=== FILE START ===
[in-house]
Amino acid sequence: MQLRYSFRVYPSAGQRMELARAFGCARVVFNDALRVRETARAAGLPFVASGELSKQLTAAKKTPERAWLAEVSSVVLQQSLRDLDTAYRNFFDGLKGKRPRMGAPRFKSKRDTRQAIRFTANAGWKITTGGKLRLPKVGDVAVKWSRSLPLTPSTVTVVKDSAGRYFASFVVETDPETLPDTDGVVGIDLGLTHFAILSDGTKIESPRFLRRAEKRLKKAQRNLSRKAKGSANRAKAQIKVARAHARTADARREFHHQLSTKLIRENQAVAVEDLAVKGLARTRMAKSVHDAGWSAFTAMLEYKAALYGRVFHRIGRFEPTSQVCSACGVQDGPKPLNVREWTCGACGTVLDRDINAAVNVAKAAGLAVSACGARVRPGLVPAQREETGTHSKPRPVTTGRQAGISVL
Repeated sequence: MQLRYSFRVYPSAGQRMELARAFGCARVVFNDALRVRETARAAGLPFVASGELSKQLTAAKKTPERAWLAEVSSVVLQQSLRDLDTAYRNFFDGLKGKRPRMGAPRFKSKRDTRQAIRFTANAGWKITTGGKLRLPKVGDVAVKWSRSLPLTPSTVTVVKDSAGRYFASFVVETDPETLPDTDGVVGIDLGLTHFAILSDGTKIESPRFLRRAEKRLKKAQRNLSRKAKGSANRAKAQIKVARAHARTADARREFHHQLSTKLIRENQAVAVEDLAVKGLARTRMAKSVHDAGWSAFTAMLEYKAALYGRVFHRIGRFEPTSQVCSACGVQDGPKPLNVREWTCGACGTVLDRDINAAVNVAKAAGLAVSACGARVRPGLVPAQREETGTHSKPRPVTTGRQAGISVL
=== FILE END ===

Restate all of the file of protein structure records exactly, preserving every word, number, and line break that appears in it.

[in-house]
Amino acid sequence: MQLRYSFRVYPSAGQRMELARAFGCARVVFNDALRVRETARAAGLPFVASGELSKQLTAAKKTPERAWLAEVSSVVLQQSLRDLDTAYRNFFDGLKGKRPRMGAPRFKSKRDTRQAIRFTANAGWKITTGGKLRLPKVGDVAVKWSRSLPLTPSTVTVVKDSAGRYFASFVVETDPETLPDTDGVVGIDLGLTHFAILSDGTKIESPRFLRRAEKRLKKAQRNLSRKAKGSANRAKAQIKVARAHARTADARREFHHQLSTKLIRENQAVAVEDLAVKGLARTRMAKSVHDAGWSAFTAMLEYKAALYGRVFHRIGRFEPTSQVCSACGVQDGPKPLNVREWTCGACGTVLDRDINAAVNVAKAAGLAVSACGARVRPGLVPAQREETGTHSKPRPVTTGRQAGISVL
Repeated sequence: MQLRYSFRVYPSAGQRMELARAFGCARVVFNDALRVRETARAAGLPFVASGELSKQLTAAKKTPERAWLAEVSSVVLQQSLRDLDTAYRNFFDGLKGKRPRMGAPRFKSKRDTRQAIRFTANAGWKITTGGKLRLPKVGDVAVKWSRSLPLTPSTVTVVKDSAGRYFASFVVETDPETLPDTDGVVGIDLGLTHFAILSDGTKIESPRFLRRAEKRLKKAQRNLSRKAKGSANRAKAQIKVARAHARTADARREFHHQLSTKLIRENQAVAVEDLAVKGLARTRMAKSVHDAGWSAFTAMLEYKAALYGRVFHRIGRFEPTSQVCSACGVQDGPKPLNVREWTCGACGTVLDRDINAAVNVAKAAGLAVSACGARVRPGLVPAQREETGTHSKPRPVTTGRQAGISVL